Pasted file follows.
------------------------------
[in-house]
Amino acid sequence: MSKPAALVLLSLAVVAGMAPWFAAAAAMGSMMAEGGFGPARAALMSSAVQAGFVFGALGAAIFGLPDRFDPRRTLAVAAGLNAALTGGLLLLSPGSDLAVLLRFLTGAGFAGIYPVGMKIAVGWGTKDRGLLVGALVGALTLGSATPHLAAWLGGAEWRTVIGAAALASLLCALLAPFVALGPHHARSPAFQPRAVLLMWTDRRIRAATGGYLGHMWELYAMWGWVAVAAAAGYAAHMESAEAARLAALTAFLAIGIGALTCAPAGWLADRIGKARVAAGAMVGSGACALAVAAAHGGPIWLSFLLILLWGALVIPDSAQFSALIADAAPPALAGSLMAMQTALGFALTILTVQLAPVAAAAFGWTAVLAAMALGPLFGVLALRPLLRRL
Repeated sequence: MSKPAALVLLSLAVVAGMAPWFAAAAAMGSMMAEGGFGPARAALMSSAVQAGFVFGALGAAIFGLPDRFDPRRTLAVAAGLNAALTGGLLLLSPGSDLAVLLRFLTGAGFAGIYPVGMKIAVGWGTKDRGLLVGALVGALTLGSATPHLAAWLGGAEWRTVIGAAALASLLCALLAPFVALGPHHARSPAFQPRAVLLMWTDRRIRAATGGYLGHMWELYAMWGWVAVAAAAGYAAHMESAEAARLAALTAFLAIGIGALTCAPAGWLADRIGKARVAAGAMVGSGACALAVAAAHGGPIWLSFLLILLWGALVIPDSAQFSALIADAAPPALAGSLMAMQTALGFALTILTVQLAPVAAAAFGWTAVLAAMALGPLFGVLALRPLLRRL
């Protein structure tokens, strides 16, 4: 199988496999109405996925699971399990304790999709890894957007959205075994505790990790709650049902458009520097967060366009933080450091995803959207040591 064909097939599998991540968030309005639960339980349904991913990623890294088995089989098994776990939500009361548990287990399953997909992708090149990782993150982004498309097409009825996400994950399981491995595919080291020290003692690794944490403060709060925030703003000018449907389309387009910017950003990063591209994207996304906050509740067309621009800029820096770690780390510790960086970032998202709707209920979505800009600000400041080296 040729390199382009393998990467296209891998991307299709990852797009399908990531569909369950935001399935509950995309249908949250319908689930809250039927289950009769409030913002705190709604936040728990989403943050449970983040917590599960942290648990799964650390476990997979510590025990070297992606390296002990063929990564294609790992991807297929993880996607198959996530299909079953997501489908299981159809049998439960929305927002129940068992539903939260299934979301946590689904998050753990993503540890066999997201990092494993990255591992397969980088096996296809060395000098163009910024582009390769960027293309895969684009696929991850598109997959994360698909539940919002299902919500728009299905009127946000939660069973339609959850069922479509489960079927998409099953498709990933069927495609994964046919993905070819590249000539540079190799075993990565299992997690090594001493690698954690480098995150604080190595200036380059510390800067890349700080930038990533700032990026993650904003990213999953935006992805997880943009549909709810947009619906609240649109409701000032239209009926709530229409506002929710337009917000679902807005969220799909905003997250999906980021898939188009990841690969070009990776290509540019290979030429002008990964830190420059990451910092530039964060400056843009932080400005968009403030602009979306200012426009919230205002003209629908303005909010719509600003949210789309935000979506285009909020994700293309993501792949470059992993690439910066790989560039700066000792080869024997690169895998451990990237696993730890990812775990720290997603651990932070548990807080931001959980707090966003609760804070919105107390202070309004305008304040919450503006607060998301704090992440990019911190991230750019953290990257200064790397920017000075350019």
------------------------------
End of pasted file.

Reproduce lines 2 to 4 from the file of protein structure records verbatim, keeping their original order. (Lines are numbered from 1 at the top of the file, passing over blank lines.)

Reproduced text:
Amino acid sequence: MSKPAALVLLSLAVVAGMAPWFAAAAAMGSMMAEGGFGPARAALMSSAVQAGFVFGALGAAIFGLPDRFDPRRTLAVAAGLNAALTGGLLLLSPGSDLAVLLRFLTGAGFAGIYPVGMKIAVGWGTKDRGLLVGALVGALTLGSATPHLAAWLGGAEWRTVIGAAALASLLCALLAPFVALGPHHARSPAFQPRAVLLMWTDRRIRAATGGYLGHMWELYAMWGWVAVAAAAGYAAHMESAEAARLAALTAFLAIGIGALTCAPAGWLADRIGKARVAAGAMVGSGACALAVAAAHGGPIWLSFLLILLWGALVIPDSAQFSALIADAAPPALAGSLMAMQTALGFALTILTVQLAPVAAAAFGWTAVLAAMALGPLFGVLALRPLLRRL
Repeated sequence: MSKPAALVLLSLAVVAGMAPWFAAAAAMGSMMAEGGFGPARAALMSSAVQAGFVFGALGAAIFGLPDRFDPRRTLAVAAGLNAALTGGLLLLSPGSDLAVLLRFLTGAGFAGIYPVGMKIAVGWGTKDRGLLVGALVGALTLGSATPHLAAWLGGAEWRTVIGAAALASLLCALLAPFVALGPHHARSPAFQPRAVLLMWTDRRIRAATGGYLGHMWELYAMWGWVAVAAAAGYAAHMESAEAARLAALTAFLAIGIGALTCAPAGWLADRIGKARVAAGAMVGSGACALAVAAAHGGPIWLSFLLILLWGALVIPDSAQFSALIADAAPPALAGSLMAMQTALGFALTILTVQLAPVAAAAFGWTAVLAAMALGPLFGVLALRPLLRRL
């Protein structure tokens, strides 16, 4: 199988496999109405996925699971399990304790999709890894957007959205075994505790990790709650049902458009520097967060366009933080450091995803959207040591 064909097939599998991540968030309005639960339980349904991913990623890294088995089989098994776990939500009361548990287990399953997909992708090149990782993150982004498309097409009825996400994950399981491995595919080291020290003692690794944490403060709060925030703003000018449907389309387009910017950003990063591209994207996304906050509740067309621009800029820096770690780390510790960086970032998202709707209920979505800009600000400041080296 040729390199382009393998990467296209891998991307299709990852797009399908990531569909369950935001399935509950995309249908949250319908689930809250039927289950009769409030913002705190709604936040728990989403943050449970983040917590599960942290648990799964650390476990997979510590025990070297992606390296002990063929990564294609790992991807297929993880996607198959996530299909079953997501489908299981159809049998439960929305927002129940068992539903939260299934979301946590689904998050753990993503540890066999997201990092494993990255591992397969980088096996296809060395000098163009910024582009390769960027293309895969684009696929991850598109997959994360698909539940919002299902919500728009299905009127946000939660069973339609959850069922479509489960079927998409099953498709990933069927495609994964046919993905070819590249000539540079190799075993990565299992997690090594001493690698954690480098995150604080190595200036380059510390800067890349700080930038990533700032990026993650904003990213999953935006992805997880943009549909709810947009619906609240649109409701000032239209009926709530229409506002929710337009917000679902807005969220799909905003997250999906980021898939188009990841690969070009990776290509540019290979030429002008990964830190420059990451910092530039964060400056843009932080400005968009403030602009979306200012426009919230205002003209629908303005909010719509600003949210789309935000979506285009909020994700293309993501792949470059992993690439910066790989560039700066000792080869024997690169895998451990990237696993730890990812775990720290997603651990932070548990807080931001959980707090966003609760804070919105107390202070309004305008304040919450503006607060998301704090992440990019911190991230750019953290990257200064790397920017000075350019």